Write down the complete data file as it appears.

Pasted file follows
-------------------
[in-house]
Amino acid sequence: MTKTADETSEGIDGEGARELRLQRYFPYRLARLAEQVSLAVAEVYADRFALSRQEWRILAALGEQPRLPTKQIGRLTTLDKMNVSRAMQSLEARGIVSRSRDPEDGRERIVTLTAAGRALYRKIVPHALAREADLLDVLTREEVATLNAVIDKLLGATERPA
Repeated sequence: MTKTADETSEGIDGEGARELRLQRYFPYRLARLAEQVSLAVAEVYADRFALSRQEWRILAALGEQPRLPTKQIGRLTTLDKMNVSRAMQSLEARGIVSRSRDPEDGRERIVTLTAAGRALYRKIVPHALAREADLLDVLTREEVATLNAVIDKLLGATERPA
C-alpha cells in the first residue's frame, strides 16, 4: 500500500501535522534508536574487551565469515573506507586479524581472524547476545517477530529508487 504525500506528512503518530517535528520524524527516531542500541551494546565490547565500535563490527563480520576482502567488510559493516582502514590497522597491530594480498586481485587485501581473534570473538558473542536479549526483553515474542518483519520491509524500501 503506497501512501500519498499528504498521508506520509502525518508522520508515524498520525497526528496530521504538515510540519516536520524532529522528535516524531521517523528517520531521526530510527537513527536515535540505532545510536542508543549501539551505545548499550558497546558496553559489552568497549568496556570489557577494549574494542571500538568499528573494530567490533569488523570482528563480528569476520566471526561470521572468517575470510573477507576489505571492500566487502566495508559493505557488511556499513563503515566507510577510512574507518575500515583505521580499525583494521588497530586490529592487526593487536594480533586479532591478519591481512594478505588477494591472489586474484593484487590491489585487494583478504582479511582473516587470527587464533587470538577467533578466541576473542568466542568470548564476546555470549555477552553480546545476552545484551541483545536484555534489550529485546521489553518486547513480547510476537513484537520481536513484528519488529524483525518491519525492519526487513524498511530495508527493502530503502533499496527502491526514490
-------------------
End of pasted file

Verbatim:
[in-house]
Amino acid sequence: MTKTADETSEGIDGEGARELRLQRYFPYRLARLAEQVSLAVAEVYADRFALSRQEWRILAALGEQPRLPTKQIGRLTTLDKMNVSRAMQSLEARGIVSRSRDPEDGRERIVTLTAAGRALYRKIVPHALAREADLLDVLTREEVATLNAVIDKLLGATERPA
Repeated sequence: MTKTADETSEGIDGEGARELRLQRYFPYRLARLAEQVSLAVAEVYADRFALSRQEWRILAALGEQPRLPTKQIGRLTTLDKMNVSRAMQSLEARGIVSRSRDPEDGRERIVTLTAAGRALYRKIVPHALAREADLLDVLTREEVATLNAVIDKLLGATERPA
C-alpha cells in the first residue's frame, strides 16, 4: 500500500501535522534508536574487551565469515573506507586479524581472524547476545517477530529508487 504525500506528512503518530517535528520524524527516531542500541551494546565490547565500535563490527563480520576482502567488510559493516582502514590497522597491530594480498586481485587485501581473534570473538558473542536479549526483553515474542518483519520491509524500501 503506497501512501500519498499528504498521508506520509502525518508522520508515524498520525497526528496530521504538515510540519516536520524532529522528535516524531521517523528517520531521526530510527537513527536515535540505532545510536542508543549501539551505545548499550558497546558496553559489552568497549568496556570489557577494549574494542571500538568499528573494530567490533569488523570482528563480528569476520566471526561470521572468517575470510573477507576489505571492500566487502566495508559493505557488511556499513563503515566507510577510512574507518575500515583505521580499525583494521588497530586490529592487526593487536594480533586479532591478519591481512594478505588477494591472489586474484593484487590491489585487494583478504582479511582473516587470527587464533587470538577467533578466541576473542568466542568470548564476546555470549555477552553480546545476552545484551541483545536484555534489550529485546521489553518486547513480547510476537513484537520481536513484528519488529524483525518491519525492519526487513524498511530495508527493502530503502533499496527502491526514490